Finally, the analyzed information and data was compared in order to identify regularities, future targets that are in line with the visionary scenario (the scenario that is in line with the Paris Agreement goals) and draw policy recommendations. The suggested future targets and policy recommendations target primarily the energy sector and energy intensity of the economy. As these are outlined for CIS as a country grouping, the cross-country cooperation tools that would facilitate the decarbonization path are outlined.

3. Results and Discussion

The existing design and shape of energy systems, along with climate and energy policy goals in the CIS, are critical for understanding the main decarbonization trends in these countries. These trends have not been discussed earlier in the literature and their elements form drivers and obstacles that will impact the future development paths in the region. These are discussed in Section 3.1. Section 3.2 offers the analysis of future energy and decarbonization development trajectories along with policy recommendations for reaching the Paris Agreement goals.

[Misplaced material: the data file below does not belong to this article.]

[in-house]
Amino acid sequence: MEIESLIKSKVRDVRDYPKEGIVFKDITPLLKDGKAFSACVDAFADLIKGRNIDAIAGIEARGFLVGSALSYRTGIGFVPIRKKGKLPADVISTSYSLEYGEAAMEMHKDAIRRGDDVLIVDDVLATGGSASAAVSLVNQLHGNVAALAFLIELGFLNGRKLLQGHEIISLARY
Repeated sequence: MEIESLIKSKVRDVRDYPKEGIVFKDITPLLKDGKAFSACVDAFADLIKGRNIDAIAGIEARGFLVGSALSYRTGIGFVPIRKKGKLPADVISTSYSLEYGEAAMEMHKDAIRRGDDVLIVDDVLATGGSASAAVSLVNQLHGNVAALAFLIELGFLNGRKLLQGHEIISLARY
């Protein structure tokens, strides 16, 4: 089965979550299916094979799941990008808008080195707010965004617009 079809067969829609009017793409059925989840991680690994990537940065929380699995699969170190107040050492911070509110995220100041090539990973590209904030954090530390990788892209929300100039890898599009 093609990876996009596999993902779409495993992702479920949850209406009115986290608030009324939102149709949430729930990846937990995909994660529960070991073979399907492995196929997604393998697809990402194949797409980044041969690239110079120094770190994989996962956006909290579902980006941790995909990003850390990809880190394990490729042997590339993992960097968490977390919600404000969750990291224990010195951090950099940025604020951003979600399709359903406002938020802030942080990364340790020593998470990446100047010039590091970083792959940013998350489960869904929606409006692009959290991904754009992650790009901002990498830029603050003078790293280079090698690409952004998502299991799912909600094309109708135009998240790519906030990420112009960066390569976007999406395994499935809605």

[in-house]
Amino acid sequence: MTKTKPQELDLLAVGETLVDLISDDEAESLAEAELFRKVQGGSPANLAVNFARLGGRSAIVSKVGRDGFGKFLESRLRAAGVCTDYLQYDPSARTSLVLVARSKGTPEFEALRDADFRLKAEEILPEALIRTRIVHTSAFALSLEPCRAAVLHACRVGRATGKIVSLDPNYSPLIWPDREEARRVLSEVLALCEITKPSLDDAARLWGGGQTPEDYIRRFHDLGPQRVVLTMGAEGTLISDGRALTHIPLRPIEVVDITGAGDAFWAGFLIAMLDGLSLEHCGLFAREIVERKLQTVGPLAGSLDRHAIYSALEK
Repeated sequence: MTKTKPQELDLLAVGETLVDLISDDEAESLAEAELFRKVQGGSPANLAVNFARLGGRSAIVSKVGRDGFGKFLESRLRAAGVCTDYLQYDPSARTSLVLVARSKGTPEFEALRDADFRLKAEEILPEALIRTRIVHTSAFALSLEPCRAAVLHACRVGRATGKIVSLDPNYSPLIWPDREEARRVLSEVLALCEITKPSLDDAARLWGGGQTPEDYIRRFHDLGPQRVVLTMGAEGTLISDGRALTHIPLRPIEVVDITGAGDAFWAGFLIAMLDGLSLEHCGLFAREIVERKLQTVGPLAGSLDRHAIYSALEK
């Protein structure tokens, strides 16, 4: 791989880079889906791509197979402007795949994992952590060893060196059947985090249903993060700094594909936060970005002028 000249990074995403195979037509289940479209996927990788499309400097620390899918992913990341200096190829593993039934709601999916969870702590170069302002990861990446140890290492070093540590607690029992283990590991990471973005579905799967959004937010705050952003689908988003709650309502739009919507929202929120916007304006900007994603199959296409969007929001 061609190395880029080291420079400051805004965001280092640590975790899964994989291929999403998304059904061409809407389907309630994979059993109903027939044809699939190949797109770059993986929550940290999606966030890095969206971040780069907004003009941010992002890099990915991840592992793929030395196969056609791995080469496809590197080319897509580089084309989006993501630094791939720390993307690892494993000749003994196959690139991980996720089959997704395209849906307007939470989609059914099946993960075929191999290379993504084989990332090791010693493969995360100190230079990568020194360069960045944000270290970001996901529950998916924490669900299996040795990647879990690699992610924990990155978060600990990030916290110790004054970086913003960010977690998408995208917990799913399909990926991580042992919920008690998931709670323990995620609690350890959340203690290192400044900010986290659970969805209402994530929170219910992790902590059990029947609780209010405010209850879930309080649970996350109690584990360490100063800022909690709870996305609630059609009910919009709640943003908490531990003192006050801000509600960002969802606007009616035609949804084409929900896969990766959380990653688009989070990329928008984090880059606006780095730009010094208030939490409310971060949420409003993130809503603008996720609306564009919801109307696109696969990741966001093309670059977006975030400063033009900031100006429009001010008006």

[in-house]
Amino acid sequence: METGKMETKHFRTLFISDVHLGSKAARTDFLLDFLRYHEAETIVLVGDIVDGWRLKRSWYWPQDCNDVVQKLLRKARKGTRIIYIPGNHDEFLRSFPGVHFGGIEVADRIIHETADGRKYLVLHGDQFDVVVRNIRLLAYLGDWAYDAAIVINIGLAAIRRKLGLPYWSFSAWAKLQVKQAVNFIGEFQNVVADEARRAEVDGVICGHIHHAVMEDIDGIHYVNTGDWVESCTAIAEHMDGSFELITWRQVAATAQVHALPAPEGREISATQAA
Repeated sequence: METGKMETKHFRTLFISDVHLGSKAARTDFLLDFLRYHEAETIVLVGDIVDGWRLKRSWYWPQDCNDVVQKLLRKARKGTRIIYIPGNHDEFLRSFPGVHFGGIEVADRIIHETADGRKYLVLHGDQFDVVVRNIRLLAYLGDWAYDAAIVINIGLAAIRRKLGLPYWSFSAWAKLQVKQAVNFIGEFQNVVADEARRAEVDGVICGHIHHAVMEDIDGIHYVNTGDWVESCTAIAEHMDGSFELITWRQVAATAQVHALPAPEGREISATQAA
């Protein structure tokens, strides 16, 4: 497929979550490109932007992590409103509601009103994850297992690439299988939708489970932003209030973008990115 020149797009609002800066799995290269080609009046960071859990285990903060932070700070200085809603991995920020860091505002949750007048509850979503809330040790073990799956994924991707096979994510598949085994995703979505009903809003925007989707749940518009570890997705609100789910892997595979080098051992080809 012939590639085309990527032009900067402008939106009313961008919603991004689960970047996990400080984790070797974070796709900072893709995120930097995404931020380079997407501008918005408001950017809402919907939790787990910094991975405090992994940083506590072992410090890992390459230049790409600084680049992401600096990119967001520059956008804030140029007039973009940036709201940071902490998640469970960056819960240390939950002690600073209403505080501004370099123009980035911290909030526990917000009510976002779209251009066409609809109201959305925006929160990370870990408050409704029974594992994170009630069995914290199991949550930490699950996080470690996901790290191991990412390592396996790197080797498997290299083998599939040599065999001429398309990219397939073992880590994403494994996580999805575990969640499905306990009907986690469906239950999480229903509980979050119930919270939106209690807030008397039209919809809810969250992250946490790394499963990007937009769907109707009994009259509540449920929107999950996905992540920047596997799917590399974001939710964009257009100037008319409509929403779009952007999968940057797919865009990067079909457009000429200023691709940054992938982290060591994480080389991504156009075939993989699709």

3.1. Exiting Trends in the CIS Based on Statistical Data and Policy Analysis

The key features of the CIS energy systems are partly determined by the conditions in which they were developed. Therefore, they are characterized by centralized systems, extensive power grids and gas pipelines, vertically integrated monopolies, and other features inherited from the central planning systems of the Soviet period. Additionally, since the mid-1990s countries have undertaken some common reform policies with mixed results [31]. These reforms have determined the directions for transformation of the energy sector.